- 24 Ways to Use Chia Seeds for Weight Loss
- Pour Some Into Your Detox Water
- Sprinkle Onto Sweet Potatoes
- Add to Sliced Fruit with Nut Butter
- Mix it Into Applesauce
- Top off a Fruit Salad
- Add It to Dressing
- Add Them to Avocado Toast
- Whip Up a Low-Sugar “Jam”
- Make Them Into Pudding
- Add Them to Greek Yogurt
- Toss Them into a Smoothie
- Try Chia-Topped Cauliflower Medallions
- Add Them to Homemade Energy Bites
- Mix Them Into Oatmeal
- Add Them to Pancakes
- Make Chia Peanut Butter
- Make Healthier Meat
- Use Them Instead of Croutons
- Turn Them Into Popsicles
- Add Some to Soup
- Create Protein-Packed Desserts
- Toss with Pasta
- Make Fancy Popcorn
- Stock Up on Chia Bars
- Are there side effects to eating chia seeds?
- How should I eat chia seeds?
- Are chia seeds effective for losing weight?
- Three Cheers for Chia Seeds: Chia Shown to Aid Weight Loss
- What Are Chia Seeds?
- Other Benefits of Chia Seeds? Weight Loss!
- Exactly How Do Chia Seeds Help You Lose Weight?
- How to Use Chia Seeds
- Flax Seeds vs Chia Seeds vs Hemp Seeds
- Chia Seed Diet Review – 11 Things You Need to Know
- What is the Chia Seed Diet?
- How Did the Chia Seed Diet Start?
- The Chia Seed Diet Nutritional Information
- The Chia Seed Diet Benefits and Results
- Details on the Chia Seed Diet and Weight Loss
- How to Utilize the Chia Seed Diet
- Potential Chia Seed Diet Side Effects and Interactions
- Chia Seed Diet Alternatives
- The Bottom Line on the Chia Seed Diet
- 125 Pounds Lost: Cynthia Sets a Weight Loss Date and Sticks With It
24 Ways to Use Chia Seeds for Weight Loss
You may have had a casual relationship with them so far, but it’s time to start using chia seeds for weight loss and dig a little deeper into the power of these amazing little superfood seeds. For starters, they’re loaded with essential nutrients like omega-3s, calcium, potassium, and magnesium. Chia seeds also pack an impressive three grams of protein and five grams of hunger-crushing fiber per tablespoon.
And since the seeds form a gel when mixed with a liquid (they can hold up to 10 times their weight in liquid), they digest slowly, making them a powerful force against the munchies—which is great news for those looking to control portions and cravings.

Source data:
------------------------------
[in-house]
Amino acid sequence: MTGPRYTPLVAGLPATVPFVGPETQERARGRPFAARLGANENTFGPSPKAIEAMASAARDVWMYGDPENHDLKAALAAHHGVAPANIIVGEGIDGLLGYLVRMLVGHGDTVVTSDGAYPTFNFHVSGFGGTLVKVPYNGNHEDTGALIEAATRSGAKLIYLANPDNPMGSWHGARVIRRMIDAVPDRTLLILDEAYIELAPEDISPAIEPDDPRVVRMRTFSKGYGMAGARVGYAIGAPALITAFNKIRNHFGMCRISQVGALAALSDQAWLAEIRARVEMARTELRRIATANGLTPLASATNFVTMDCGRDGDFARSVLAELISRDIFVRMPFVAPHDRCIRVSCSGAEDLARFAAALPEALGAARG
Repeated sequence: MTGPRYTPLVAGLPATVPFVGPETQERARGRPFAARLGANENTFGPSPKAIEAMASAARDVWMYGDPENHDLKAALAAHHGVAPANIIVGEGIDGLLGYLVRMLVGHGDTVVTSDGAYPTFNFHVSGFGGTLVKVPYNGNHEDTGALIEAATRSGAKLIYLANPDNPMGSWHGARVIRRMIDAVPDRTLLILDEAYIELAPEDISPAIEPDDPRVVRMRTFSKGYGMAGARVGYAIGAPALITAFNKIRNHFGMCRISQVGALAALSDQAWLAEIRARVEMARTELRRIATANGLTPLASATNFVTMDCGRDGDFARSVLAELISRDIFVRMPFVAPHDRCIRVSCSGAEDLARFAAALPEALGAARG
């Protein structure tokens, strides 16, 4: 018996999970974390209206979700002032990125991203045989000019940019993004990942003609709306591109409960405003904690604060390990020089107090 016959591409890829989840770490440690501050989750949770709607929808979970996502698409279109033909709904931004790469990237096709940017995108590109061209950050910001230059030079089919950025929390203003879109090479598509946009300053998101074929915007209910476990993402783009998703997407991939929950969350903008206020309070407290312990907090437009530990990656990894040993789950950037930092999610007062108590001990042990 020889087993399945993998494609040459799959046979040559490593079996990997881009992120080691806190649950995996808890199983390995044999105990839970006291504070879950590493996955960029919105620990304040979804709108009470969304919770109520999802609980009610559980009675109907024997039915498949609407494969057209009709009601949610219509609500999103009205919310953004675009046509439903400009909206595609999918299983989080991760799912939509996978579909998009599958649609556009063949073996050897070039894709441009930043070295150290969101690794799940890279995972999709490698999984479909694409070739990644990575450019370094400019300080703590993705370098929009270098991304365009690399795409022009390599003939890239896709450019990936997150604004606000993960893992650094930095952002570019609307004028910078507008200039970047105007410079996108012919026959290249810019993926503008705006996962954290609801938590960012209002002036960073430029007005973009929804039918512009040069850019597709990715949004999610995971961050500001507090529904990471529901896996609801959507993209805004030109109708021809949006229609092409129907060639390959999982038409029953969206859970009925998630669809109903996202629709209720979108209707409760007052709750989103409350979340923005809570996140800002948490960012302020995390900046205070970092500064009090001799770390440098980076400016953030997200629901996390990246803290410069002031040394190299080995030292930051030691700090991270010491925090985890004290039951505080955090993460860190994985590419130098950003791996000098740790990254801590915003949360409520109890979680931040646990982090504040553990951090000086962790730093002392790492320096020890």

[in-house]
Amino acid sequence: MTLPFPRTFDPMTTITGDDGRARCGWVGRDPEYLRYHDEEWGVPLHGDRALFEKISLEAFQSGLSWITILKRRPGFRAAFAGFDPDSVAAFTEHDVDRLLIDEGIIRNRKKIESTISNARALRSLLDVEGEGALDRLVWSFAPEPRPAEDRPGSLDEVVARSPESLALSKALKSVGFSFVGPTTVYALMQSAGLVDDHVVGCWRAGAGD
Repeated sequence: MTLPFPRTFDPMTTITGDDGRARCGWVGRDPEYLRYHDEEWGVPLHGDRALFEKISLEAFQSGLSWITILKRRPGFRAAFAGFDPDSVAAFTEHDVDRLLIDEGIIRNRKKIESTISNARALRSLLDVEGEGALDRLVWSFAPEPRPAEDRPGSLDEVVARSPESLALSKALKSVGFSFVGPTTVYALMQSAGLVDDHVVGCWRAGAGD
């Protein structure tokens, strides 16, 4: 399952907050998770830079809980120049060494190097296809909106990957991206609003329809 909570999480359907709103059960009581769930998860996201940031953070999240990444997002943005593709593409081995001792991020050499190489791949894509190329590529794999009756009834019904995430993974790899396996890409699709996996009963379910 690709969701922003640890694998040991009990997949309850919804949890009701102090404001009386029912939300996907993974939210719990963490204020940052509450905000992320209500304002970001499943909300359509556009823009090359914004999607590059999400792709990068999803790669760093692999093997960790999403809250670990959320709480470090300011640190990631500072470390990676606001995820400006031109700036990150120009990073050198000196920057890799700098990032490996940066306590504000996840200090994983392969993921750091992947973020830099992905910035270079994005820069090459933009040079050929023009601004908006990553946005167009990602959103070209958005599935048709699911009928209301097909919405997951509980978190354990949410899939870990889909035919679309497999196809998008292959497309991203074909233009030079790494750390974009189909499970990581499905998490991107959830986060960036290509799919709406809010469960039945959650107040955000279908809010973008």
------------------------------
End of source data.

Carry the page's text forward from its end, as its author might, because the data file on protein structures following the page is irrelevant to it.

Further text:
With that in mind, it seems like we should all make an effort to make our meals a bit more satiating with the help of the almighty chia seed! From chia pudding to chia-infused nut butter and everything in between, here are 23 great ways to incorporate them into your daily diet and start using the power of chia seeds for weight loss.
Pour Some Into Your Detox Water
For some extra nutrition, spoon some chia seeds into your favorite detox water. If you’re looking for something that’s a bit sweet—but still healthy—create a concoction called chia fresca by combining 1 cup of water with 1 tablespoon of chia seeds, 2 tablespoons of fresh lemon or lime juice, and 2 teaspoons of honey. Let the seeds soak overnight before slurping it all down.
Sprinkle Onto Sweet Potatoes
Olive oil and spices are commonly used to amp up the taste of baked sweet potatoes. Almond butter, bananas, and chia seeds? Not so much. But Monique of Ambitious Kitchen loves this off-the-beaten-track combination on her orange spuds. Snag her breakfast recipe to find out how to pull together her signature morning meal.
Add to Sliced Fruit with Nut Butter
We love to smear nut butter onto slices of apples and bananas because it makes for the perfect filling snack. Take yours to the next level by sprinkling some crunchy chia seeds on top of the spread.
Mix it Into Applesauce
Unsweetened applesauce may be better than the sweetened variety, but with just 3 grams of fiber and less than a half a gram of protein per cup, it’s not always filling. If you’re a fan of this fruity snack, make it one that’s better for your appetite and waistline by mixing in some taste-free chia seeds.
Top off a Fruit Salad
Make your morning fruit salad more satisfying by topping your bowl of fresh fruit with some filling chia seeds. Thanks to its healthy fats and fiber content, this breakfast addition will help keep your energy levels soaring well into the afternoon. ” won’t cause spikes and drops in blood sugar or insulin levels, preventing cravings and overeating later,” Carolyn Brown, MS, RD explains.
Add It to Dressing
About a year ago, health food company, Hilary’s came out with a delicious ranch chia dressing that was teeming with omega-3s. If you can’t find the bottle in your local grocery store, simply whip up a dressing featuring chia seeds. Add the seeds to your go-to dressing recipe or head on over to AlvaOSullivan.com to get your hands on her flavor-packed Lemon Chia Seed Dressing recipe. Made with just six clean and easy-to-find ingredients, it’s definitely one of our favorites.
Add Them to Avocado Toast
Already a big fan of avocado toast? Great! Elevate your creations to the next level by sprinkling on some crunchy chia. If nothing else, the pretty specks of seeds atop the green mountain of avocado will earn you some extra likes on your Instagram #FoodPorn post. Big fan of the creamy green fruit? Don’t miss these mouthwatering avocado recipes for weight loss.